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Containing Sharps



In another step in the green direction, Hopkins Hospital recently converted to a reusable sharps container program that is also safer and more cost effective than its traditional disposable system. The new vendor, Bio Systems, a division of Stericycle, the largest certified medical waste disposal company in the nation, now makes rounds at the hospital five days a week to change out the containers filled with syringes, scalpels, broken glass and other sharps. The contents get shipped to a processing plant, autoclaved and sent to a landfill; the containers are treated with a disinfectant and sent back to the hospital for reuse.

“The company gives us reports on how much waste we’ve saved,” says Colleen Cusick, clinical products specialist in materials management. Since its implementation in April, the program has cut down on the single-use containers significantly. Plus, since the containers are designed with a vertical drop through a funnel-like lid (vs. a mailbox slot), “there’s a lot less opportunity to get stuck.”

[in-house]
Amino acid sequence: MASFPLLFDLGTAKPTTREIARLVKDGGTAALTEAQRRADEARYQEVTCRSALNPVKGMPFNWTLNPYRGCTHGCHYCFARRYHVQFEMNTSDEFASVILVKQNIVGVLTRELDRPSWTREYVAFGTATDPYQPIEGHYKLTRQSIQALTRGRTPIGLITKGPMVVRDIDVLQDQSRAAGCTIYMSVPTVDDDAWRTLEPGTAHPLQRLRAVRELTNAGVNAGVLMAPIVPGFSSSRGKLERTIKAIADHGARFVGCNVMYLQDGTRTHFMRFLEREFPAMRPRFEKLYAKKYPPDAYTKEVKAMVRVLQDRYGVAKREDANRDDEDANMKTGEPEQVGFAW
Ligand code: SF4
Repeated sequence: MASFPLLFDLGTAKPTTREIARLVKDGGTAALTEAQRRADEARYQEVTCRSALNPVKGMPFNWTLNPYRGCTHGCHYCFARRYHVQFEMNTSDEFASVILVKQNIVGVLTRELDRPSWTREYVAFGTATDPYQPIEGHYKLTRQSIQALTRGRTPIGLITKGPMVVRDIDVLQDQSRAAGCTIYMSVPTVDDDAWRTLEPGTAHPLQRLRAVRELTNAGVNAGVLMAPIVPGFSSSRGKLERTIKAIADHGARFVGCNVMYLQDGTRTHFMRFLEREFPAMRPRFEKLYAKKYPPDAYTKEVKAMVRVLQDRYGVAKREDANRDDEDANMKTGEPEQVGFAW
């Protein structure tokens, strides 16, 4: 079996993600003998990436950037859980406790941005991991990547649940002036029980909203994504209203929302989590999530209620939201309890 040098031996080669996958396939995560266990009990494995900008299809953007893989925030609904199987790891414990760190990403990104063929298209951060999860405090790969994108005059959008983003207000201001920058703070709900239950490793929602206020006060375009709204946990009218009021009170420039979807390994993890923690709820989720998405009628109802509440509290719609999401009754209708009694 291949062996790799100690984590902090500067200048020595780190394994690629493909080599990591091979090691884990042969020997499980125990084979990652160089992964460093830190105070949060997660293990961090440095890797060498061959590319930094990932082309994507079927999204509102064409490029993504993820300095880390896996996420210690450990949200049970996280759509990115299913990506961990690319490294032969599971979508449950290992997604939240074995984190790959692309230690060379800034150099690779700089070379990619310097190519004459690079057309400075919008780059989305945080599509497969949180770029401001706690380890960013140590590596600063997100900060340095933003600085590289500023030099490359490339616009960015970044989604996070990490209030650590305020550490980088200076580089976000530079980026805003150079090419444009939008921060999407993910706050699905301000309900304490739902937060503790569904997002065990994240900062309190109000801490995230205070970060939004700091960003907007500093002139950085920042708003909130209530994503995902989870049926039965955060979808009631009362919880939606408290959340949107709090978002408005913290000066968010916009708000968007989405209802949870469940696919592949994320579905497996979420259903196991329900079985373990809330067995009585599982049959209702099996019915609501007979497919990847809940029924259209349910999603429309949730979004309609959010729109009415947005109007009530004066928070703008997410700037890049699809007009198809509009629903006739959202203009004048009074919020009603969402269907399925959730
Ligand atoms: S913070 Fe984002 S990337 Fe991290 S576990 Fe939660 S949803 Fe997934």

Gina Szymanski, a nurse manager in adult oncology who piloted the new system on Weinberg 5A, says the only trade-off was having another outside group on the unit involved in care. “You have to teach them about isolation, about knocking first and what to say when they enter the patient’s room. They have to understand what the expectations are.” Still, she likes the fact that reusable containers are better for the environment, safer and more convenient—especially for the support associates who used to be responsible for the task.

With the new company, “they’re in and out and I’ve got an empty container after they’ve been there,” says Szymanski. “From my standpoint, it has been a very positive experience.”

–Mary Ellen Miller



Johns Hopkins Medicine

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